A brunette in a beaded emerald gown turns her head sharply to her companion, a dirty blonde in a red scaly dress who insists they’re on the list.
“The name,” the blonde says, “is B-A-R — ”
“Not on it. So sorry.”
The gowns seem spun around by this rejection. Somewhere beyond the barricades there is a world they long to see. They won’t be seeing it tonight.
Us? We’re on the list. ’Scuse us, ladies. Down the gated sidewalk we strut, in time to arrive at the doorstep of the Sunset Tower with Harvey Weinstein and Kristin Chenoweth, who next to the hefty producer looks like an hors d’oeuvre.
“You were great,” rasps Weinstein.
“Thanks!” Chenoweth squeaks.
Then a short gantlet of lush topiary.
Then a lightning storm of bleachered paparazzi.
Then all is vanity.
Set foot inside Graydon Carter’s Vanity Fair Oscar party at the Sunset Tower and be slung almost instantly between Halle Berry and Olympian Gabby Douglas, who then start to talk around you, as if you were an underage Chinese gymnast, or a “Catwoman” sequel. They can barely hear each other over the funky strings and sweet crooning of a Marlena Shaw track:
Like a sound you hear that lingers in your ear but you can’t forget from sundown to sunset.
California soul, indeed.
Assuming it has one.
Let’s find it here, among the glass goblets of peach roses, between the creamy leather-padded walls, in the womby glow of pink sconces, lost in a Boschian landscape of writhing limbs, where the soul survives on rum and Cokes and Perrier and vodkas and passion-fruit marshmallows on shortbread and errant glimpses of Penny Marshall and Peter Fonda, of the Hollywood Wearers of Indoor Sunglasses.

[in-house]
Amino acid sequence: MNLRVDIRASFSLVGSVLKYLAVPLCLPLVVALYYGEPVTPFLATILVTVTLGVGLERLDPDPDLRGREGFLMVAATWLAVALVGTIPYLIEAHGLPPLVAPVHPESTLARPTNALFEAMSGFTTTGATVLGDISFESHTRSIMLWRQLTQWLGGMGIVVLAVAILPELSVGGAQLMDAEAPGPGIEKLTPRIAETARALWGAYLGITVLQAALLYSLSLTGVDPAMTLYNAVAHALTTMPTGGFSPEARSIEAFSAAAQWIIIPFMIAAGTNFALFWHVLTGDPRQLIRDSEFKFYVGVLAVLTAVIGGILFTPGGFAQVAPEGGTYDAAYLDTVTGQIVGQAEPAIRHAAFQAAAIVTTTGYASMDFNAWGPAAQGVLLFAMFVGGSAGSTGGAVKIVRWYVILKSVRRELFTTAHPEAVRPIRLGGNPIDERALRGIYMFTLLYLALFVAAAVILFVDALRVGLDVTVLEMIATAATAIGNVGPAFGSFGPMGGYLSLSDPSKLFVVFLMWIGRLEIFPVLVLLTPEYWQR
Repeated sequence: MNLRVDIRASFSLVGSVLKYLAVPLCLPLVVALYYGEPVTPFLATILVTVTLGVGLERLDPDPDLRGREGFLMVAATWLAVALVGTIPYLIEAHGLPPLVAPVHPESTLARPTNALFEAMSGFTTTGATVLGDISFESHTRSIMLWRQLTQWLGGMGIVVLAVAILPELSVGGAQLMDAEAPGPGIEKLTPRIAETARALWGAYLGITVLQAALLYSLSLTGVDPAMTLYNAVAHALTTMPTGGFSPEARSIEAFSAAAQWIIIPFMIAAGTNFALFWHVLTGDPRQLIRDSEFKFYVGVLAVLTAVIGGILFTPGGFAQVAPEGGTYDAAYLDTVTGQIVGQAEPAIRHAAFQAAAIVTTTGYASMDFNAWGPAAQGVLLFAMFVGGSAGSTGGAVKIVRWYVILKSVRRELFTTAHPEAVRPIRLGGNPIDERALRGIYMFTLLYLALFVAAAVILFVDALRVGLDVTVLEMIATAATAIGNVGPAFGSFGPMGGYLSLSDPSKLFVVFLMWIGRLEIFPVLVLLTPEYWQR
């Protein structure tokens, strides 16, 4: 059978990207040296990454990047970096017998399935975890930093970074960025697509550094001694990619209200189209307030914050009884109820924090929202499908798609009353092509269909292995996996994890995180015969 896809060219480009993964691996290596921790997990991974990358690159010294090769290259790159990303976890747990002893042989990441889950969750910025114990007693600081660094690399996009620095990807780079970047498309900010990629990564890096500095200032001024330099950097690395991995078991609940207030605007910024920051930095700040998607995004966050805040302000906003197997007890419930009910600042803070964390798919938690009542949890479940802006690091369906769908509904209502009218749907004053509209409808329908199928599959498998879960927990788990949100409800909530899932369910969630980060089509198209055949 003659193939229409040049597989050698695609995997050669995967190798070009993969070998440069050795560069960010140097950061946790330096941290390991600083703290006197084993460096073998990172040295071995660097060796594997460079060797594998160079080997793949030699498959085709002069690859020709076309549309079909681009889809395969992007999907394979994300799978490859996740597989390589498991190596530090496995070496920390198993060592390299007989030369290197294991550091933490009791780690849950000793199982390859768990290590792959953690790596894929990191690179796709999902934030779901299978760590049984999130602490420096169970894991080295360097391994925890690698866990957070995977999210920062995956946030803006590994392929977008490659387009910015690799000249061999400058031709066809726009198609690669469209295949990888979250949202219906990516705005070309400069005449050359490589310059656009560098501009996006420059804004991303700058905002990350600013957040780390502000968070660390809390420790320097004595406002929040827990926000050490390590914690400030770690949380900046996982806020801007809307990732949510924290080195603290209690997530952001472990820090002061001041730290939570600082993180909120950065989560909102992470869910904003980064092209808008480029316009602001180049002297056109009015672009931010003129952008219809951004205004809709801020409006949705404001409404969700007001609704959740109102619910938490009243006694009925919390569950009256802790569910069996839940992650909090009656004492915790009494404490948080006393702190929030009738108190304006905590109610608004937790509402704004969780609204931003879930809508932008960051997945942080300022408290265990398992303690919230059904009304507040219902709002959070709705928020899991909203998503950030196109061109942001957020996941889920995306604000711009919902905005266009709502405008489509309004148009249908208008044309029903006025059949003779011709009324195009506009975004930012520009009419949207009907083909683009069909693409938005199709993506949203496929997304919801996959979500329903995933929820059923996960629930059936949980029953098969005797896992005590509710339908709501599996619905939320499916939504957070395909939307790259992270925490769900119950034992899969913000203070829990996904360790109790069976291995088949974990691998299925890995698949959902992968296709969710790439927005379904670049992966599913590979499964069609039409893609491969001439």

“Paw paw paw, wuh wuh,” Marshall says, waving her cigarette in circles as she holds court in one of the eight semicircle booths in the party’s expansive back room, which overlooks a Los Angeles that is night-for-day’d by a full moon.
And then suddenly we hear the strangest observation: “I love Buzz Aldrin’s outfit.” We turn and there he is, a moonwalker among a galaxy of stars, picking the wrapper off a mini red velvet cupcake at a chest-high cocktail table, wearing his Presidential Medal of Freedom.
“I keep asking to come because it’s one of the better parties,” Aldrin says, accounting for his presence. “I keep looking for a fighter pilot in Beverly Hills. But there aren’t any.” He says this with such practiced eloquence that we assume it’s a precious profundity whose meaning will dawn on us at a later time.
Now, back to Earth. Dylan McDermott or Dermot Mulroney? Maybe neither. But that’s definitely Patricia Clarkson, and Emily Mortimer, and Kate Beckinsale being told “You know how much I’d love to work with you,” and Ryan “The Shrimp” Seacrest, and Diane von Furstenberg showing a ton of go-girl leg at booth No. 2, and Piers Morgan putting off that self-deportation thing, and the widower-making lashes of the Collins sisters. Everyone keeps one eye on the party’s many mirrors (you look fine, honey; who did your neck?) and all but the A-plus-list begin to put on their boogie shoes to the bar-mitzvah-caliber DJing.